Health Cooperation with the EU and in the European Economic Area

Published under: Stoltenberg's 2nd Government

Publisher Ministry of Health and Care Services

Through the European Economic Area (EEA) Norway, although not a member of the European Union, cooperates closely with the EU and its member states in public health and food safety matters.

The Norwegian Ministry of Health and Care Services and its subordinate institutions (the Norwegian Food Safety Authority, the Norwegian Medicines Agency, the Directorate for Health and the National Institute of Public Health) are involved in a variety of activities related to EU/EEA issues. The main activities involve:

Implementation of the European internal market rules

Through Norway's participation in the internal market of the European Union, a large number of EU Acts are implemented in Norwegian legislation in the following areas:

  • Food and food safety
  • Tobacco
  • Medicinal products
  • Cosmetics
  • Medical equipment
  • Blood, cells and tissue
  • Mutual recognition of occupational qualifications for health personnel

Particularly in the field of food safety a large number of EU Acts (Directives, Regulations and Decisions) are implemented annually.

In total, approximately 60-100 Acts are implemented annually within the sphere of responsibility of the Ministry of Health and Care Services. The EEA agreement allows civil servants/experts from the Ministry and its subordinate institutions to participate in the working groups shaping the draft proposals for new or revised Acts.

Cooperation in areas outside the scope of the Internal Market

The so-called Public Health Article in the EU treaty (article 152) states that health policies, including service level, organising and financing, is the responsibility of each Member State. However, the Article also states that the countries, if they so decide, can initiate voluntary cooperation on cooperation in areas of common concern in the field of health policy. The development in the EU is characterised by an increasing cooperation on this basis. Main areas for cooperation involving Norwegian health authorities include:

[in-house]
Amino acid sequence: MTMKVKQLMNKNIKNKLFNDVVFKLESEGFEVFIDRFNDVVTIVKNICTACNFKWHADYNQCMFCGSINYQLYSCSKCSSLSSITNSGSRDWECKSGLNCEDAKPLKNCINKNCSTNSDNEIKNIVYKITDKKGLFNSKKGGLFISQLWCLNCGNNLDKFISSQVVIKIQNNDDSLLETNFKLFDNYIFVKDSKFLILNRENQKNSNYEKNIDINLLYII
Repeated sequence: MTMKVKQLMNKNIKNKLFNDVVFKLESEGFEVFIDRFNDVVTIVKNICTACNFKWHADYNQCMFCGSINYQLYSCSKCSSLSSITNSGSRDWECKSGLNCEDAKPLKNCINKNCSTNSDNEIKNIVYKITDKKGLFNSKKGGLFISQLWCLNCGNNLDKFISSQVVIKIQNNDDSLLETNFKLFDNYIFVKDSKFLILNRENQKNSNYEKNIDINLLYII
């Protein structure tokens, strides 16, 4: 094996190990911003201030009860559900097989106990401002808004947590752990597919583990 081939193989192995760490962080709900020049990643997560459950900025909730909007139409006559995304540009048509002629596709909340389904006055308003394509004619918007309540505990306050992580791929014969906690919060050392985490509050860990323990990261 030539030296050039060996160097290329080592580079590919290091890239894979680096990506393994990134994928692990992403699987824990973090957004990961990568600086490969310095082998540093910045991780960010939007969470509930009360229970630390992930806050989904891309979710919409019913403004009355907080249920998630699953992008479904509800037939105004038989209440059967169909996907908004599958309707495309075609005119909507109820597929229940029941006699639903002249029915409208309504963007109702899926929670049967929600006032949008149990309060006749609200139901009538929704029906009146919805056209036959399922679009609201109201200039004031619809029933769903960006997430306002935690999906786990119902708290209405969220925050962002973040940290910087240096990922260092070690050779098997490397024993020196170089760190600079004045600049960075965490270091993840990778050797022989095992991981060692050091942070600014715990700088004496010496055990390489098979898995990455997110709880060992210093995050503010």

The Health Programme 2008-13: By paying an annual fee, Norway participates in the Health Programme. This involves participation in working groups and projects. Through the projects expert networks between the participating countries have developed.

Health Preparedness: The EU countries have established an extensive cooperation to be well prepared for cross-border outbreaks of communicable diseases and possible terror acts involving the use of biological or chemical weapens

Cross-border patient mobility: The EC Court has through a number of rulings established the rights of EU/EEA patients to receive reimbursement from their home country for the covering of certain health services abroad. The EU countries have established a cooperation to consider the practical implications of these patients' rights.  

Participation in EU Agencies

In a number of policy areas, the EU has established Agencies. These cover areas central to the EU cooperation, and shall function as knowledge centres in particular policy areas. The Agencies shall perform technical/scientific analysis and recommend the EU Commission on issues related to their tasks. Norway participates in four Agencies in the health area:

  • European Medicines Agency (EMEA), London
  • European Centre for Disease Prevention and Control (ECDC), Stockholm
  • European Monitoring Centre for Drugs and Drug Addiction (EMCDDA), Lisbon
  • European Food Safety Authority (EFSA), Parma